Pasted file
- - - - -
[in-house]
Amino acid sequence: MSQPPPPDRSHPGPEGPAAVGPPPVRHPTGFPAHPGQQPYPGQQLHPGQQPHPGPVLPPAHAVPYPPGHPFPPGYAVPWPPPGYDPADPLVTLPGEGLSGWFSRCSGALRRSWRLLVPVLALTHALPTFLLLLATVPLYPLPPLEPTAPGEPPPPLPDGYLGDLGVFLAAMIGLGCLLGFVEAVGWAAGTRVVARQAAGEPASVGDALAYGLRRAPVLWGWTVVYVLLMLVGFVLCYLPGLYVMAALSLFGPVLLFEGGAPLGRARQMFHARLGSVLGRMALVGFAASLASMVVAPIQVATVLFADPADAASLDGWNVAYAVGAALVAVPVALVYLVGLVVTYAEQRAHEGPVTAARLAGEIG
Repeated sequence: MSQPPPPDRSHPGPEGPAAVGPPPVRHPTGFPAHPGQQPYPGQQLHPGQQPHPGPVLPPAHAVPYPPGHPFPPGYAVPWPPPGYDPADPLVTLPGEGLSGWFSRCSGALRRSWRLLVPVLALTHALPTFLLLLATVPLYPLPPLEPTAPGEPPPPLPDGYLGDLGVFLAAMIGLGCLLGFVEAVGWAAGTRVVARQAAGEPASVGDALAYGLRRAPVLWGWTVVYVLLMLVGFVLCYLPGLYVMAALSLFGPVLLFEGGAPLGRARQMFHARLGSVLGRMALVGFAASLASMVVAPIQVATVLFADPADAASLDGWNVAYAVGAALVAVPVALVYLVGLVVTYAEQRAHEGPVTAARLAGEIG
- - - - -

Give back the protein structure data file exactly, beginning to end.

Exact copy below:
[in-house]
Amino acid sequence: MSQPPPPDRSHPGPEGPAAVGPPPVRHPTGFPAHPGQQPYPGQQLHPGQQPHPGPVLPPAHAVPYPPGHPFPPGYAVPWPPPGYDPADPLVTLPGEGLSGWFSRCSGALRRSWRLLVPVLALTHALPTFLLLLATVPLYPLPPLEPTAPGEPPPPLPDGYLGDLGVFLAAMIGLGCLLGFVEAVGWAAGTRVVARQAAGEPASVGDALAYGLRRAPVLWGWTVVYVLLMLVGFVLCYLPGLYVMAALSLFGPVLLFEGGAPLGRARQMFHARLGSVLGRMALVGFAASLASMVVAPIQVATVLFADPADAASLDGWNVAYAVGAALVAVPVALVYLVGLVVTYAEQRAHEGPVTAARLAGEIG
Repeated sequence: MSQPPPPDRSHPGPEGPAAVGPPPVRHPTGFPAHPGQQPYPGQQLHPGQQPHPGPVLPPAHAVPYPPGHPFPPGYAVPWPPPGYDPADPLVTLPGEGLSGWFSRCSGALRRSWRLLVPVLALTHALPTFLLLLATVPLYPLPPLEPTAPGEPPPPLPDGYLGDLGVFLAAMIGLGCLLGFVEAVGWAAGTRVVARQAAGEPASVGDALAYGLRRAPVLWGWTVVYVLLMLVGFVLCYLPGLYVMAALSLFGPVLLFEGGAPLGRARQMFHARLGSVLGRMALVGFAASLASMVVAPIQVATVLFADPADAASLDGWNVAYAVGAALVAVPVALVYLVGLVVTYAEQRAHEGPVTAARLAGEIG